by Bruce Belfield on December 16, 2010
by Casey Jones on August 27, 2010
The Bible of Little Known Facts in American Politics
by Rich Rubino.
To Preview or Buy Please Click Here
The Books Above: In October of 2014 I published my third book: "The Political Bible of Humorous Quotations from American Politics." In March of 2013 I finished writing my second book: "Make Every Vote Equal: What a Novel Idea." The book supports the National Popular Vote movement, whose focus is to modify how state Electors vote in the Electoral College so that the winner of the popular vote is also the winner in the Electoral College. My first book was published in 2011: "The Political Bible of Little Known Facts in American Politics." In April of 2013 I published a Second Edition of the book, which now includes a facts section on the 2012 elections. All of my publications can be found on Amazon.com.
Thank You, Rich Rubino, firstname.lastname@example.org
The Featured Video in the left column: is a sampling of some of my past television interviews.
----- Ponderings -----
Welcome to Politi-Geek: A website devoted to Politics and everything related to Politics
This Day in American Political History
This Date in American Political History:
May 25, 1787 – The Constitutional Convention commences in Philadelphia, Pennsylvania. The meeting is advertised as a vehicle to amend the Articles of Confederation, but the result is that the delegates scrap the Articles and supplant them with the Constitution of the United States.
A Johnson/Weld Ticket Could Make the Libertarian Party Viable
Former Louisiana Governor Bobby Jindal, who unsuccessfully sought the 2016 Republican Party’s Presidential nomination, reluctantly endorsed presumptive GOP Presidential nominee Donald Trump, averring that the race between Trump and likely Democratic nominee Hillary Clinton is a “binary choice.” This is the mentality the Libertarian Party faces in presidential election cycles. Although the party has the political dexterity to get its Presidential and Vice Presidential nominees on the ballot in all or almost all fifty states and the District of Columbia, many voters either are not cognizant that the party has a nominee on the ballot, or immediately eliminate the candidate from consideration, believing that a vote for a non-major party nominee is a wasted vote.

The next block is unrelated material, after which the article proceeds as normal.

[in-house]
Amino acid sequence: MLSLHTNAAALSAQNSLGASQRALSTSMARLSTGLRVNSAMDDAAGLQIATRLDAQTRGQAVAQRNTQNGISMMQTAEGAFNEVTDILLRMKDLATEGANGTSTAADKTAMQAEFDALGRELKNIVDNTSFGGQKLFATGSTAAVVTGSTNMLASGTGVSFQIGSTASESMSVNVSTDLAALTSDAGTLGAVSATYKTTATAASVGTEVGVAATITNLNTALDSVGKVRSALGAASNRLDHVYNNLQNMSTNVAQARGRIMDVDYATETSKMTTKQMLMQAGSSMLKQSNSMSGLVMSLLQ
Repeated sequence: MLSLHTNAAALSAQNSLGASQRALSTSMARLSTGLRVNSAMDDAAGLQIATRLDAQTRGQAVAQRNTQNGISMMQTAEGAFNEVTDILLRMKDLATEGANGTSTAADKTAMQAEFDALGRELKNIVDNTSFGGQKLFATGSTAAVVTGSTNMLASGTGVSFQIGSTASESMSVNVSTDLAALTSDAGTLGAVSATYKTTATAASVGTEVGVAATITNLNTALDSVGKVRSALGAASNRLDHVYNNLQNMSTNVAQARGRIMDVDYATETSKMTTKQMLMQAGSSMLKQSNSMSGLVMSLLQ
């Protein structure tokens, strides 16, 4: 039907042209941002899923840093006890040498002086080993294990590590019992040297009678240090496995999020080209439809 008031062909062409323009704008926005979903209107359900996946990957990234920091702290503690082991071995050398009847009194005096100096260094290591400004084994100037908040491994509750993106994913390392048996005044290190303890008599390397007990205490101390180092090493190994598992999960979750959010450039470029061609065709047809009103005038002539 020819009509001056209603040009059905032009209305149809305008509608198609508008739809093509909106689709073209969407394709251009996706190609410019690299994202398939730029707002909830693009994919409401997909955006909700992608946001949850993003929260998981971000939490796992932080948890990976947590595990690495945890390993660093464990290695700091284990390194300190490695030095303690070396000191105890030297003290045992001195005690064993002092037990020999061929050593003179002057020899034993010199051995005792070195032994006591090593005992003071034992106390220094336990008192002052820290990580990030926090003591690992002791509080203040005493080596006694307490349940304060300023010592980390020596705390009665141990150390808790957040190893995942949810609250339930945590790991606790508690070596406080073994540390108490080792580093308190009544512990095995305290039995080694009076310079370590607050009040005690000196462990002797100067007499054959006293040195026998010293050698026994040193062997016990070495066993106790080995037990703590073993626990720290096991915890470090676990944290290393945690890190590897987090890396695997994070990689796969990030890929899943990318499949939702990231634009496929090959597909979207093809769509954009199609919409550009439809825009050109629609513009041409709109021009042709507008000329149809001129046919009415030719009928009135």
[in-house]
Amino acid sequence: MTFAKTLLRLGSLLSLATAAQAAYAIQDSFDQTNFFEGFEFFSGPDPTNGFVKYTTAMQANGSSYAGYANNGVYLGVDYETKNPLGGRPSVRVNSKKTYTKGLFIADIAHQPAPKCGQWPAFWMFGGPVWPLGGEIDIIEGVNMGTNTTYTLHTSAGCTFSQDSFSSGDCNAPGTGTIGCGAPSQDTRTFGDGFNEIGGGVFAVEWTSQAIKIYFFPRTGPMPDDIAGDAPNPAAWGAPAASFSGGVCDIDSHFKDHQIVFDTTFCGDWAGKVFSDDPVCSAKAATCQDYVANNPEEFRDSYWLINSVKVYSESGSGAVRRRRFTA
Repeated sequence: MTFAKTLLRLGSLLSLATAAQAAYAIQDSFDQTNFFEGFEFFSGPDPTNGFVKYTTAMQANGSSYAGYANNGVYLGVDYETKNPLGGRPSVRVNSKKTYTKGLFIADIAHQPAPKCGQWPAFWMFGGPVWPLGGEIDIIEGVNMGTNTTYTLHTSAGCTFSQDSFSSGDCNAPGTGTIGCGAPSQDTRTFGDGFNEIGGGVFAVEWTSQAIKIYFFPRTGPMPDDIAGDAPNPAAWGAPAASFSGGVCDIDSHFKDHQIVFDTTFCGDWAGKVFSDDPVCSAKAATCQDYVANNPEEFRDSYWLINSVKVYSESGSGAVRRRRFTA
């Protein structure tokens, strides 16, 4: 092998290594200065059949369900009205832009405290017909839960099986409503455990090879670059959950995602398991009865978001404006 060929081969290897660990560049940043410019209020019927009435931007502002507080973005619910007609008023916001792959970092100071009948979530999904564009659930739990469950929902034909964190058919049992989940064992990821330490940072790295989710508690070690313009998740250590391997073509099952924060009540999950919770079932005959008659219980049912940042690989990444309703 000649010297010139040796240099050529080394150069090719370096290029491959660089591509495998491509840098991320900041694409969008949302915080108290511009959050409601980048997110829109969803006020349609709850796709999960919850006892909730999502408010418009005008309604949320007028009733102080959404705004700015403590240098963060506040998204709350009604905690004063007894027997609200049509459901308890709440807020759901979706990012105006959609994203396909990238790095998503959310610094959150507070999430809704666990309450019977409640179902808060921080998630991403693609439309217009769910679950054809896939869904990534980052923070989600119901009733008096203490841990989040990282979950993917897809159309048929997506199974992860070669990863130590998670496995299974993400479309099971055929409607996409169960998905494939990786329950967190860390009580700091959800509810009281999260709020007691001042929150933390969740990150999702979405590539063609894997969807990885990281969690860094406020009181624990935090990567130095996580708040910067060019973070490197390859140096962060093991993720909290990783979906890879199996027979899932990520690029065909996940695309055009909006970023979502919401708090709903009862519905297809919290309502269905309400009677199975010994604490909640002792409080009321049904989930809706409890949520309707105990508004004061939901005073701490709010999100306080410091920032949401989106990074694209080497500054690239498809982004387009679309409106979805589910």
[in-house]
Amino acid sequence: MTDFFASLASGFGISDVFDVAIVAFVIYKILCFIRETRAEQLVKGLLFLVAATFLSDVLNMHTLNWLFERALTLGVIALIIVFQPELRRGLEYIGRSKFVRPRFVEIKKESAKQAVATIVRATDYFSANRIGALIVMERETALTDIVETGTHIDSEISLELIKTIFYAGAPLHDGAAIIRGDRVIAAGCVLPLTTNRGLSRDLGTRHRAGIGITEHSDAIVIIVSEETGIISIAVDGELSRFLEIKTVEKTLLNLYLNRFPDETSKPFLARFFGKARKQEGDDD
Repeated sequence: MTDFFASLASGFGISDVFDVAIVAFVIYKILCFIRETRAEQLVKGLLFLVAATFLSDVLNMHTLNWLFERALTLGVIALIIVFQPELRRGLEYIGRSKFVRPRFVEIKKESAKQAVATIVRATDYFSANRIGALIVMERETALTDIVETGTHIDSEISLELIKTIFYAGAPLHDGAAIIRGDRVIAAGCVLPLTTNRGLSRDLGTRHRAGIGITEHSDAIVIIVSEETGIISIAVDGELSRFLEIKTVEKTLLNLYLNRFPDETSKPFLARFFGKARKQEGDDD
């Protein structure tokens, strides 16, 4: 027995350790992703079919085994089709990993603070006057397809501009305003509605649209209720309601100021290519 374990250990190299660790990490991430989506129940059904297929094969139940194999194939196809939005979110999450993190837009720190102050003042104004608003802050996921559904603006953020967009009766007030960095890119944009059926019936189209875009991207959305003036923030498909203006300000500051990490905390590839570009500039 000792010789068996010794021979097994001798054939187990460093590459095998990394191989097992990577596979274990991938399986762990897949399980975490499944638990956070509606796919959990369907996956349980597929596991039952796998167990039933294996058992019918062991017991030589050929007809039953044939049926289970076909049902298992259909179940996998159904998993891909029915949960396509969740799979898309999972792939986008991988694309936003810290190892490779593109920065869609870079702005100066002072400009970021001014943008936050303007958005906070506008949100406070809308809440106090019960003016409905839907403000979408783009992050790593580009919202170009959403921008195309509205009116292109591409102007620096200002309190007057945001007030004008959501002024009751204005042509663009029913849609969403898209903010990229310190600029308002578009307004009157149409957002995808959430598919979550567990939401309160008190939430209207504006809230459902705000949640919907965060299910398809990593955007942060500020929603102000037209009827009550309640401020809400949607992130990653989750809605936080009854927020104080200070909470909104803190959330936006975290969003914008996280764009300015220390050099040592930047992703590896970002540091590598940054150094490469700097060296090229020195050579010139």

The Democratic-Republican duopoly employs rhetorical brainwashing to maintain their electoral hegemony by using the hypnotic technique of “repetition,” continuing to repeat the message that a vote for a third party is a wasted vote, inculcating this notion in the minds of American voters until the vox populi eschew their conscience and select a nominee from one of the two major parties.
The Libertarian Party has been in an electoral steady-state in the Presidential sphere since it began nominating candidates in 1972. Only twice, in 1980 and in 2012, did the party garner at or near 1% of the national popular vote. Their Presidential nominees have often been non-politicians who appear to be in the race to wave the party’s flag rather than to be serious contenders. In addition, the candidates have sometimes been doctrinaire Libertarian ideologues who view any attempt to mainstream their message as apostasy.
This year, the applecart could be upset. The frontrunner for the nomination is former Republican New Mexico Governor Gary Johnson. Former Republican Massachusetts Governor Bill Weld has agreed to run as Johnson’s Vice Presidential runningmate. Both candidates are serious political players with redoubtable experience as Chief Executives. This is coupled with a political climate where neither of the likely nominees from the two major parties are favored by a majority of voters.